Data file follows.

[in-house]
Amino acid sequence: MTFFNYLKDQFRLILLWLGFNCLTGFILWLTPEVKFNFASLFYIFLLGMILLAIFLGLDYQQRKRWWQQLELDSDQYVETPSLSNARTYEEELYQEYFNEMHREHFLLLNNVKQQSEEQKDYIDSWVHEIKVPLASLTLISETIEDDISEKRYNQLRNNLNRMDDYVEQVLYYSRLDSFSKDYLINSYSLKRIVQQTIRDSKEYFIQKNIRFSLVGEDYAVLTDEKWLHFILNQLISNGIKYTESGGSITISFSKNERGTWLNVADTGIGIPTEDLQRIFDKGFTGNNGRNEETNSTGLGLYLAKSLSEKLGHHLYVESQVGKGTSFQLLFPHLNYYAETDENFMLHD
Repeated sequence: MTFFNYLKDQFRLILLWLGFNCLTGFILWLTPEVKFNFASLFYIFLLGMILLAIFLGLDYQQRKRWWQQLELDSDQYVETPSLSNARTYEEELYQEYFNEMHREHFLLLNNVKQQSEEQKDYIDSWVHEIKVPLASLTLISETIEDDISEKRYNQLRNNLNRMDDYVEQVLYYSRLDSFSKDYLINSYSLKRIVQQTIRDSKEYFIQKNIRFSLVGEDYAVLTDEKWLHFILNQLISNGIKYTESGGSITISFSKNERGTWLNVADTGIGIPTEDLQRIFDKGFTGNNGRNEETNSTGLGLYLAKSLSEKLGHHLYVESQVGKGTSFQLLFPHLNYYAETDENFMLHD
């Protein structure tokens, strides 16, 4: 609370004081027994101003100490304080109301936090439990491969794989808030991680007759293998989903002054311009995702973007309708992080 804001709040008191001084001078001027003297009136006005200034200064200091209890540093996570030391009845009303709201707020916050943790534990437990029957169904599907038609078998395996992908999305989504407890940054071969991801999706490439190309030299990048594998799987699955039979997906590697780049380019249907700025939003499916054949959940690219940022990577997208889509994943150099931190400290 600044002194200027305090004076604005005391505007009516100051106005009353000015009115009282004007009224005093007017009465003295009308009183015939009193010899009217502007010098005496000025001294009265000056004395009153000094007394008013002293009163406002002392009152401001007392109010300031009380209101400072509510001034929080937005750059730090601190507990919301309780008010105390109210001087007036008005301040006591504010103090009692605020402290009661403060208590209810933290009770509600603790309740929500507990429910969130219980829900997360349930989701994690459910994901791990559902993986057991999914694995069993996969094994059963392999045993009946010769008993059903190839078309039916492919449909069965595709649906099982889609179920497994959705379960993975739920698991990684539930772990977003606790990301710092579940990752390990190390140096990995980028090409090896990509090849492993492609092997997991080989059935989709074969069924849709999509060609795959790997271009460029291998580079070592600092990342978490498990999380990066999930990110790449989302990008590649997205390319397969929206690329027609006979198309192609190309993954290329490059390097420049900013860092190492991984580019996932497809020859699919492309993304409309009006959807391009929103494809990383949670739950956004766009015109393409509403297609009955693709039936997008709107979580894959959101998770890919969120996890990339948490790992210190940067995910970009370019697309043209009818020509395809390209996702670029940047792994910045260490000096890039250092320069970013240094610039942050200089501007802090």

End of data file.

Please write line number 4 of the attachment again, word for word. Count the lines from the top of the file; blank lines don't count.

């Protein structure tokens, strides 16, 4: 609370004081027994101003100490304080109301936090439990491969794989808030991680007759293998989903002054311009995702973007309708992080 804001709040008191001084001078001027003297009136006005200034200064200091209890540093996570030391009845009303709201707020916050943790534990437990029957169904599907038609078998395996992908999305989504407890940054071969991801999706490439190309030299990048594998799987699955039979997906590697780049380019249907700025939003499916054949959940690219940022990577997208889509994943150099931190400290 600044002194200027305090004076604005005391505007009516100051106005009353000015009115009282004007009224005093007017009465003295009308009183015939009193010899009217502007010098005496000025001294009265000056004395009153000094007394008013002293009163406002002392009152401001007392109010300031009380209101400072509510001034929080937005750059730090601190507990919301309780008010105390109210001087007036008005301040006591504010103090009692605020402290009661403060208590209810933290009770509600603790309740929500507990429910969130219980829900997360349930989701994690459910994901791990559902993986057991999914694995069993996969094994059963392999045993009946010769008993059903190839078309039916492919449909069965595709649906099982889609179920497994959705379960993975739920698991990684539930772990977003606790990301710092579940990752390990190390140096990995980028090409090896990509090849492993492609092997997991080989059935989709074969069924849709999509060609795959790997271009460029291998580079070592600092990342978490498990999380990066999930990110790449989302990008590649997205390319397969929206690329027609006979198309192609190309993954290329490059390097420049900013860092190492991984580019996932497809020859699919492309993304409309009006959807391009929103494809990383949670739950956004766009015109393409509403297609009955693709039936997008709107979580894959959101998770890919969120996890990339948490790992210190940067995910970009370019697309043209009818020509395809390209996702670029940047792994910045260490000096890039250092320069970013240094610039942050200089501007802090």